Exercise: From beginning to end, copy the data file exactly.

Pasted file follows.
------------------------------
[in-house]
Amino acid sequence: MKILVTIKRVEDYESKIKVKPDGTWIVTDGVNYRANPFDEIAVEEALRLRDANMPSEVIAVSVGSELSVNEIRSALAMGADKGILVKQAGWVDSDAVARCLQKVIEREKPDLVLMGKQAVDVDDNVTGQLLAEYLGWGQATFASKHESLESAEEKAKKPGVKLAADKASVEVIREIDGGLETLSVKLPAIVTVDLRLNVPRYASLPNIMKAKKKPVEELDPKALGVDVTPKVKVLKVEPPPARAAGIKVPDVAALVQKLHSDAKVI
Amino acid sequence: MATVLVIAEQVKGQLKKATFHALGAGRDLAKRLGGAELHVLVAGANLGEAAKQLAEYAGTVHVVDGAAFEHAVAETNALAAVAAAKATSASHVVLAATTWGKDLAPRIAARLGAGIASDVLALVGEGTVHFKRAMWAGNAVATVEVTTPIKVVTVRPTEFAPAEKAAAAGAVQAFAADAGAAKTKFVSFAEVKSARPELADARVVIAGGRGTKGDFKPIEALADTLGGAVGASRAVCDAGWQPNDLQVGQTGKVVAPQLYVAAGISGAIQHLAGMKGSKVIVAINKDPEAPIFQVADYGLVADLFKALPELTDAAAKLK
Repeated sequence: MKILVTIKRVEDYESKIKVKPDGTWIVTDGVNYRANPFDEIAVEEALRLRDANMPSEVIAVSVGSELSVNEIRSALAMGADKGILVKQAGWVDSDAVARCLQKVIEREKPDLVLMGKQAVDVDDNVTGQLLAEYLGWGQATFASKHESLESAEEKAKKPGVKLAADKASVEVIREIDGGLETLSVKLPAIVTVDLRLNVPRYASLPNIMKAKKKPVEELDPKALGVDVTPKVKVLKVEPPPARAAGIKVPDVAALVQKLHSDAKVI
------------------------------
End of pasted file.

[in-house]
Amino acid sequence: MKILVTIKRVEDYESKIKVKPDGTWIVTDGVNYRANPFDEIAVEEALRLRDANMPSEVIAVSVGSELSVNEIRSALAMGADKGILVKQAGWVDSDAVARCLQKVIEREKPDLVLMGKQAVDVDDNVTGQLLAEYLGWGQATFASKHESLESAEEKAKKPGVKLAADKASVEVIREIDGGLETLSVKLPAIVTVDLRLNVPRYASLPNIMKAKKKPVEELDPKALGVDVTPKVKVLKVEPPPARAAGIKVPDVAALVQKLHSDAKVI
Amino acid sequence: MATVLVIAEQVKGQLKKATFHALGAGRDLAKRLGGAELHVLVAGANLGEAAKQLAEYAGTVHVVDGAAFEHAVAETNALAAVAAAKATSASHVVLAATTWGKDLAPRIAARLGAGIASDVLALVGEGTVHFKRAMWAGNAVATVEVTTPIKVVTVRPTEFAPAEKAAAAGAVQAFAADAGAAKTKFVSFAEVKSARPELADARVVIAGGRGTKGDFKPIEALADTLGGAVGASRAVCDAGWQPNDLQVGQTGKVVAPQLYVAAGISGAIQHLAGMKGSKVIVAINKDPEAPIFQVADYGLVADLFKALPELTDAAAKLK
Repeated sequence: MKILVTIKRVEDYESKIKVKPDGTWIVTDGVNYRANPFDEIAVEEALRLRDANMPSEVIAVSVGSELSVNEIRSALAMGADKGILVKQAGWVDSDAVARCLQKVIEREKPDLVLMGKQAVDVDDNVTGQLLAEYLGWGQATFASKHESLESAEEKAKKPGVKLAADKASVEVIREIDGGLETLSVKLPAIVTVDLRLNVPRYASLPNIMKAKKKPVEELDPKALGVDVTPKVKVLKVEPPPARAAGIKVPDVAALVQKLHSDAKVI